Of note, almost 50% of our childhood SLE patients had moderate disease activity (SLEDAI-2K > 6) reinforcing previous observation that infection can exacerbate or induce flare in pediatric lupus population.1,11 In contrast, only approximately one fourth of adult patients had active disease at HZI onset. Nephritis was the main involvement associated with this infection in pediatric patients, as also reported previously.1
Impairment of cell-mediated immunity induced by the disease itself is the possible underlying mechanism for the higher frequency of HZI in lupus patients,9 with some evidence that varicella-zoster virus-specific CD4 T-cell responses, varicella-zoster virus-specific interferon-γ-positive and tumor necrosis factors-α-positive CD4 T-cell were significantly lower in patients with disease activity.9
Current therapy is another issue that should be considered as a potential HZI risk factor.1,2,10 In fact, most patients in both groups were receiving 20 mg/day of glucocorticoid therapy. Mycophenolate mofetil use was previously associated with this infection in adult SLE patients.10 One third of our patients were receiving this therapy at HZI onset, a frequency lower than the 8% observed in pediatric lupus.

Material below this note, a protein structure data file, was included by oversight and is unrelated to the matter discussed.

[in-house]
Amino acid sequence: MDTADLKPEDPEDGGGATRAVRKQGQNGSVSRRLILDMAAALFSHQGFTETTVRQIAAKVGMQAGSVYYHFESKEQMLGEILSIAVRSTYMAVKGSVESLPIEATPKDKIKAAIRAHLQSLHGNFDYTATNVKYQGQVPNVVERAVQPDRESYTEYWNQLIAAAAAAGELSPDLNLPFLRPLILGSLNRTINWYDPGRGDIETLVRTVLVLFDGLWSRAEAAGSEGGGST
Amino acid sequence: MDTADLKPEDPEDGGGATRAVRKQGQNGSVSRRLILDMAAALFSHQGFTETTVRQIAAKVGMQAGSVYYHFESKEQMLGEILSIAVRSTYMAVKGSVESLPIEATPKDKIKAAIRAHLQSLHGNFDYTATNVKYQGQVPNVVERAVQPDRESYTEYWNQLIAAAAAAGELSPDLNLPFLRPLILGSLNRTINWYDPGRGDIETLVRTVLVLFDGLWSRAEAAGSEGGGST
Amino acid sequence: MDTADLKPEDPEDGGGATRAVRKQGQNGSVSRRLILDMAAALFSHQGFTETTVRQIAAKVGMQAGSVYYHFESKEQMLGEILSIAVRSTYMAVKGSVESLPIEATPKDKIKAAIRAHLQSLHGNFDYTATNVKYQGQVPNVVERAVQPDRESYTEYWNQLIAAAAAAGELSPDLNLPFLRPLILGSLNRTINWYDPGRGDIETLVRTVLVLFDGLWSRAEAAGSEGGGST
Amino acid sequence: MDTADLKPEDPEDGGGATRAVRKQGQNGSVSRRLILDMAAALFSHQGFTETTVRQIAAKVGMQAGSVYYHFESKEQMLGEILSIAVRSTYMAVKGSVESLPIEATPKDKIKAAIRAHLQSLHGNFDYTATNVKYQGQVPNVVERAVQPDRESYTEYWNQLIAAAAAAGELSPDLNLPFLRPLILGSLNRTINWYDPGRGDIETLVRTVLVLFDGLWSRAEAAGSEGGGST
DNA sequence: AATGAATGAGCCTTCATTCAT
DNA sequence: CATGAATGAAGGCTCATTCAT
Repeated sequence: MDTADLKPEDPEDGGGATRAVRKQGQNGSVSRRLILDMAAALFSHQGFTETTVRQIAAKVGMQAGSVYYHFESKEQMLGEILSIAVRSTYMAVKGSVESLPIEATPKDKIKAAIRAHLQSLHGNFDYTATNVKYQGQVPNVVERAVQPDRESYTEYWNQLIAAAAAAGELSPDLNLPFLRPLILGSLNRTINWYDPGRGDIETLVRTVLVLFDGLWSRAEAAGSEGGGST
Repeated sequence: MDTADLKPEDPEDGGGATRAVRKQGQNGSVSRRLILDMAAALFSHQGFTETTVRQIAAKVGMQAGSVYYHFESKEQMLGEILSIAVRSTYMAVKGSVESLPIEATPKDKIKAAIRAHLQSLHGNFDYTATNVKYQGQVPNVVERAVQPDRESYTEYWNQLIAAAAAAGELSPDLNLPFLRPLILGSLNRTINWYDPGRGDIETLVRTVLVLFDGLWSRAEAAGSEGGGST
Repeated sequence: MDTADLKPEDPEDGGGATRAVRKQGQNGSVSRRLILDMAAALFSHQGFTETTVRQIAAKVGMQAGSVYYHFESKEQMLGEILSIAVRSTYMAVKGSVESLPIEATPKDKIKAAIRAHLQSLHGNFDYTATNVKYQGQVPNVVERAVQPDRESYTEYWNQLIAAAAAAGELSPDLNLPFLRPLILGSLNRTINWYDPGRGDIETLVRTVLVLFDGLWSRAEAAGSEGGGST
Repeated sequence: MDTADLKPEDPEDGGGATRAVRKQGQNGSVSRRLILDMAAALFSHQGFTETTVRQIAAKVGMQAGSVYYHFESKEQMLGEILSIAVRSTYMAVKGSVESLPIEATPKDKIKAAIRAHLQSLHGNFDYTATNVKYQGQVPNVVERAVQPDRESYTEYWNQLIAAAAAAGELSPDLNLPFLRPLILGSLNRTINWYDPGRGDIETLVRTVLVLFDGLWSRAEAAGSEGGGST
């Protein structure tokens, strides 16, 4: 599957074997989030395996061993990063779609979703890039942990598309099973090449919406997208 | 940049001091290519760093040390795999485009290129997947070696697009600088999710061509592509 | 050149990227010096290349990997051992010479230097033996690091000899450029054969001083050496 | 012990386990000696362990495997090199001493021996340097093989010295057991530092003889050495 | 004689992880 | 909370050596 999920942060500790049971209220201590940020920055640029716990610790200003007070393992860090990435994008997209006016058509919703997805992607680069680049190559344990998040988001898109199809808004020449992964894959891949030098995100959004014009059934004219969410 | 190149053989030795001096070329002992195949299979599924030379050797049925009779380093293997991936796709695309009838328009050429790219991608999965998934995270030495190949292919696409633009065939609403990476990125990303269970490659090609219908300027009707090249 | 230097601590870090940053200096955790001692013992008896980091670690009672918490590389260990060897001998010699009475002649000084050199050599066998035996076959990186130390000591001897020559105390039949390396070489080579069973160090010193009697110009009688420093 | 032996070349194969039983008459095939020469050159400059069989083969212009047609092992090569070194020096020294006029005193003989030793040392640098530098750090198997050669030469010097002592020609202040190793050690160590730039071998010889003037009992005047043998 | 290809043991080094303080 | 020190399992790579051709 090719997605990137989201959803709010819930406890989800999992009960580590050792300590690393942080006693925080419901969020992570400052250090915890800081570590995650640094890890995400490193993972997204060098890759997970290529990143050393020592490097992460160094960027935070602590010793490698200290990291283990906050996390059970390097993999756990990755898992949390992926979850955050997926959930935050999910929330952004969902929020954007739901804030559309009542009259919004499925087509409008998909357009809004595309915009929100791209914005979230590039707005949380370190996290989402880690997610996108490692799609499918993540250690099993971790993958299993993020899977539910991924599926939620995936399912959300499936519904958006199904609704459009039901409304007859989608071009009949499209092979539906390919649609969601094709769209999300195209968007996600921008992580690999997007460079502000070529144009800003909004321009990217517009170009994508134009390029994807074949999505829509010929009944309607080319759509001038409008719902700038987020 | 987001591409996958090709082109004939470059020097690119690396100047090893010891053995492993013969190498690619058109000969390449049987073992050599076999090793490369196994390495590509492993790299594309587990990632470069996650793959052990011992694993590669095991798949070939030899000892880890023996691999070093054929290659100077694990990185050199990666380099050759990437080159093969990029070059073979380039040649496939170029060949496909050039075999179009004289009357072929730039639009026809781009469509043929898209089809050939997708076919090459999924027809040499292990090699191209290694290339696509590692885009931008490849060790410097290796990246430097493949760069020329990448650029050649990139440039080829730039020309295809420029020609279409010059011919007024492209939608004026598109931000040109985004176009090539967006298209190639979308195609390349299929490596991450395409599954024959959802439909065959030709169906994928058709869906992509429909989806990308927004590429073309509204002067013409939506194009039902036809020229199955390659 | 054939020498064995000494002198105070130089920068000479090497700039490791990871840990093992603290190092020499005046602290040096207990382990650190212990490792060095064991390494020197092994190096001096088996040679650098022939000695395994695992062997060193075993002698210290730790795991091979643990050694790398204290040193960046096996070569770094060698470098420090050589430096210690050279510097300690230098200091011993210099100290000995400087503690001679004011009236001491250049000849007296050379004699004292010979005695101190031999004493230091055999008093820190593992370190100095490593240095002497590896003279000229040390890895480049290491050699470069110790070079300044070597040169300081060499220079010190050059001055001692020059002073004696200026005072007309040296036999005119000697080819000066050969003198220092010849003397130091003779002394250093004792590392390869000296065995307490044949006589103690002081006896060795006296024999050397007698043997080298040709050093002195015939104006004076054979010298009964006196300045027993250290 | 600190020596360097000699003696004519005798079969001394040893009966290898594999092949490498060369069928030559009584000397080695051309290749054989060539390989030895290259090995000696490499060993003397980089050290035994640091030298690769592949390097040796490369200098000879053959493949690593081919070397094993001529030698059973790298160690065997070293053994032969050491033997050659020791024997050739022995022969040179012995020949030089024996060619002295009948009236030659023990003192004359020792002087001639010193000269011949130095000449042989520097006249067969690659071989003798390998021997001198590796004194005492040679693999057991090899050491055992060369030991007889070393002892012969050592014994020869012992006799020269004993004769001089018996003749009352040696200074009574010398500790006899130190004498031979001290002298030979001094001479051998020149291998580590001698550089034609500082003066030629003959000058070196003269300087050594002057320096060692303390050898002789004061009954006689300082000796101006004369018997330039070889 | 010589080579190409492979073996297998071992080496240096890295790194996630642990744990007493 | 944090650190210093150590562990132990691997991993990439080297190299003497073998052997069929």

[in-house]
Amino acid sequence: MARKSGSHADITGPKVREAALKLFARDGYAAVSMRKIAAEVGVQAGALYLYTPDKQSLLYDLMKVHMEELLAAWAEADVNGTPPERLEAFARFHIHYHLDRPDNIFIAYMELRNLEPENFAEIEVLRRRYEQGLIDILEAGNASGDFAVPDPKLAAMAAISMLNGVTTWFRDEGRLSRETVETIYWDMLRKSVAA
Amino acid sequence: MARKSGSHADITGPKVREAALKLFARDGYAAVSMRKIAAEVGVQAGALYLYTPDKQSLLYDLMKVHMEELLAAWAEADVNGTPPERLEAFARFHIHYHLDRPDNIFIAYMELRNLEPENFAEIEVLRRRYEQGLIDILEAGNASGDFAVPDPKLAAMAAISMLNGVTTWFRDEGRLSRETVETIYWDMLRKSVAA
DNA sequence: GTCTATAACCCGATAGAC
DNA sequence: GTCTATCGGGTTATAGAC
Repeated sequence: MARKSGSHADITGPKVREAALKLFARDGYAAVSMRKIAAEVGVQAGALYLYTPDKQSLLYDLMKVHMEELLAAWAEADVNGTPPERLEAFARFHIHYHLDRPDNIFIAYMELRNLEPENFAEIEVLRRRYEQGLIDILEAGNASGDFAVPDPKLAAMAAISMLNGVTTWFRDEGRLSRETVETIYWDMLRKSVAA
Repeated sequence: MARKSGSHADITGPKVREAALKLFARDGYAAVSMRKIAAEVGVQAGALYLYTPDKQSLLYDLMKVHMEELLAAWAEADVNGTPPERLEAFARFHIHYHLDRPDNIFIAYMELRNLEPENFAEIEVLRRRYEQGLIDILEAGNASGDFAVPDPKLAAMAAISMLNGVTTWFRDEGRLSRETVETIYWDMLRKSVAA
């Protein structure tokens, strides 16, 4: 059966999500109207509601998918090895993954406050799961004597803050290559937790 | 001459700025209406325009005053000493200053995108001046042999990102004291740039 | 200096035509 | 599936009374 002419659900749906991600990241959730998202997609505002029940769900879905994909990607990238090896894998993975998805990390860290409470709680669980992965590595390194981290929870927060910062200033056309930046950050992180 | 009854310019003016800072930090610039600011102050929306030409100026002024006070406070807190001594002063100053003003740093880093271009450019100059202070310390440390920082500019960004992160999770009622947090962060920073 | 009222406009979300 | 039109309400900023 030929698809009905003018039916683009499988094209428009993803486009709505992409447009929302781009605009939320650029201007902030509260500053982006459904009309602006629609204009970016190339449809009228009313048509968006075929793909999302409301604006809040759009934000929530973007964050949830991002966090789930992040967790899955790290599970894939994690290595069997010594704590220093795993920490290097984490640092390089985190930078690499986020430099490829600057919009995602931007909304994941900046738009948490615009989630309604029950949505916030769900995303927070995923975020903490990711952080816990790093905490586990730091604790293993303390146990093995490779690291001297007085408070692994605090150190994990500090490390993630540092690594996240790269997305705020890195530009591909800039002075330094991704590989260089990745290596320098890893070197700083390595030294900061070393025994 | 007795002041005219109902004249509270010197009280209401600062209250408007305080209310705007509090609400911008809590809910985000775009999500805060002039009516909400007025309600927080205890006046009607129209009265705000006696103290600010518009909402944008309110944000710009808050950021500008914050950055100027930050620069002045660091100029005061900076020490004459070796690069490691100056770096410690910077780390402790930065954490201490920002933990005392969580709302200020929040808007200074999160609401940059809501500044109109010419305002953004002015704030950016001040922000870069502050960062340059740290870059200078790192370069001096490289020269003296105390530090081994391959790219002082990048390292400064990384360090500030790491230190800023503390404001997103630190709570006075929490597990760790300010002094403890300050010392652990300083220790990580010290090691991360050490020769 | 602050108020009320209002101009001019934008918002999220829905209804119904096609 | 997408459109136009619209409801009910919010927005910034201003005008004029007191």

With regard to HZI clinical aspects, we observed a predominance of thoracic dermatomal involvement in pediatric and adult SLE patients, which is the most common site for all age groups in the general population.4,5,10 Importantly, postherpetic neuralgia was less frequently observed in pediatric than adult lupus patients.5
Cutaneous dissemination or ophthalmic complications were uncommon, and there were no deaths, supporting the notion of a mild disease. Hospitalization and intravenous acyclovir comprise the established protocol for HZI treatment in our pediatric unit to optimized adherence to acyclovir and may account for the higher frequency of these procedures in this group of patients.
The most effective management strategy for viral infections is prevention through vaccines, as reported in a pilot study of herpes zoster vaccination in 10 adult SLE patients older than 50 years of age,12 but the efficacy and safety of this live-attenuated virus vaccine in a large SLE population is unknown.
In conclusion, lupus in children has a higher susceptibility to HZI and is characterized by a shorter disease duration, disease activity and lower frequency of postherpetic neuralgia than in adults with SLE. Both groups have a comparable and good overall outcome.
Our gratitude to Ulysses Doria-Filho for the statistical analysis.